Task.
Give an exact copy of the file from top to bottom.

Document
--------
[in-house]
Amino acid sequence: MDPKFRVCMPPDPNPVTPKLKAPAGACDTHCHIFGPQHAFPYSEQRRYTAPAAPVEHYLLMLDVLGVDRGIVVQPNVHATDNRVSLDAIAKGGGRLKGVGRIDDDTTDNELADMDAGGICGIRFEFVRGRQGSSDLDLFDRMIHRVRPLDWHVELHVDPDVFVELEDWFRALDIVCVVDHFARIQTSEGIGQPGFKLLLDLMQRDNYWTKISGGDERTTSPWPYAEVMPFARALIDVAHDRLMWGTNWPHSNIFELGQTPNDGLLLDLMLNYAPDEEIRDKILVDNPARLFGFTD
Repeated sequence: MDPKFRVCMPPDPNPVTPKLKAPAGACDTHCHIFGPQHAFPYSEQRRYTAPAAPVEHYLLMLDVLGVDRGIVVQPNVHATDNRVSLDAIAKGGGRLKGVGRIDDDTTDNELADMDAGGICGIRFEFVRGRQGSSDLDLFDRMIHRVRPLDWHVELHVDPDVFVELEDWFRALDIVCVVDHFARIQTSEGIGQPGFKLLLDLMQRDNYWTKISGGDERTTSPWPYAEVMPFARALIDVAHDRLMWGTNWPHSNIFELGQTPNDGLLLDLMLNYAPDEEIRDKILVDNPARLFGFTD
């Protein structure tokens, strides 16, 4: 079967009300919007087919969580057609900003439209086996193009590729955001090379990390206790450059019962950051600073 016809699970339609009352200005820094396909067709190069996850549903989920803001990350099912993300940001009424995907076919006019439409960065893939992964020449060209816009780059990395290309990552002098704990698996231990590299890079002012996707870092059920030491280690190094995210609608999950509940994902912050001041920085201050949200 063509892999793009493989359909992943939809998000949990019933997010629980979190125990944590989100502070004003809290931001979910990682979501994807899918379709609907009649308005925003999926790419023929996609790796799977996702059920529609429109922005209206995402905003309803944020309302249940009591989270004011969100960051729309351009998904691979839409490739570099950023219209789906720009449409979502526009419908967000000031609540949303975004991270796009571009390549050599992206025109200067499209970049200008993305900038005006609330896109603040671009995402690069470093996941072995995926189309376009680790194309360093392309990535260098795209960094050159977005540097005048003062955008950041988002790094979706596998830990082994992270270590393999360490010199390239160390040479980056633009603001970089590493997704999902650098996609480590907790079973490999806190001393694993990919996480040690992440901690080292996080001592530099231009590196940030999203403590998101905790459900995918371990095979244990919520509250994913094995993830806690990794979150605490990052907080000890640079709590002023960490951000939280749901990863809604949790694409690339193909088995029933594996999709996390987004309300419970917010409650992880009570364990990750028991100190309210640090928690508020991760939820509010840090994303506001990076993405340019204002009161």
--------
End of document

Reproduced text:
[in-house]
Amino acid sequence: MDPKFRVCMPPDPNPVTPKLKAPAGACDTHCHIFGPQHAFPYSEQRRYTAPAAPVEHYLLMLDVLGVDRGIVVQPNVHATDNRVSLDAIAKGGGRLKGVGRIDDDTTDNELADMDAGGICGIRFEFVRGRQGSSDLDLFDRMIHRVRPLDWHVELHVDPDVFVELEDWFRALDIVCVVDHFARIQTSEGIGQPGFKLLLDLMQRDNYWTKISGGDERTTSPWPYAEVMPFARALIDVAHDRLMWGTNWPHSNIFELGQTPNDGLLLDLMLNYAPDEEIRDKILVDNPARLFGFTD
Repeated sequence: MDPKFRVCMPPDPNPVTPKLKAPAGACDTHCHIFGPQHAFPYSEQRRYTAPAAPVEHYLLMLDVLGVDRGIVVQPNVHATDNRVSLDAIAKGGGRLKGVGRIDDDTTDNELADMDAGGICGIRFEFVRGRQGSSDLDLFDRMIHRVRPLDWHVELHVDPDVFVELEDWFRALDIVCVVDHFARIQTSEGIGQPGFKLLLDLMQRDNYWTKISGGDERTTSPWPYAEVMPFARALIDVAHDRLMWGTNWPHSNIFELGQTPNDGLLLDLMLNYAPDEEIRDKILVDNPARLFGFTD
């Protein structure tokens, strides 16, 4: 079967009300919007087919969580057609900003439209086996193009590729955001090379990390206790450059019962950051600073 016809699970339609009352200005820094396909067709190069996850549903989920803001990350099912993300940001009424995907076919006019439409960065893939992964020449060209816009780059990395290309990552002098704990698996231990590299890079002012996707870092059920030491280690190094995210609608999950509940994902912050001041920085201050949200 063509892999793009493989359909992943939809998000949990019933997010629980979190125990944590989100502070004003809290931001979910990682979501994807899918379709609907009649308005925003999926790419023929996609790796799977996702059920529609429109922005209206995402905003309803944020309302249940009591989270004011969100960051729309351009998904691979839409490739570099950023219209789906720009449409979502526009419908967000000031609540949303975004991270796009571009390549050599992206025109200067499209970049200008993305900038005006609330896109603040671009995402690069470093996941072995995926189309376009680790194309360093392309990535260098795209960094050159977005540097005048003062955008950041988002790094979706596998830990082994992270270590393999360490010199390239160390040479980056633009603001970089590493997704999902650098996609480590907790079973490999806190001393694993990919996480040690992440901690080292996080001592530099231009590196940030999203403590998101905790459900995918371990095979244990919520509250994913094995993830806690990794979150605490990052907080000890640079709590002023960490951000939280749901990863809604949790694409690339193909088995029933594996999709996390987004309300419970917010409650992880009570364990990750028991100190309210640090928690508020991760939820509010840090994303506001990076993405340019204002009161």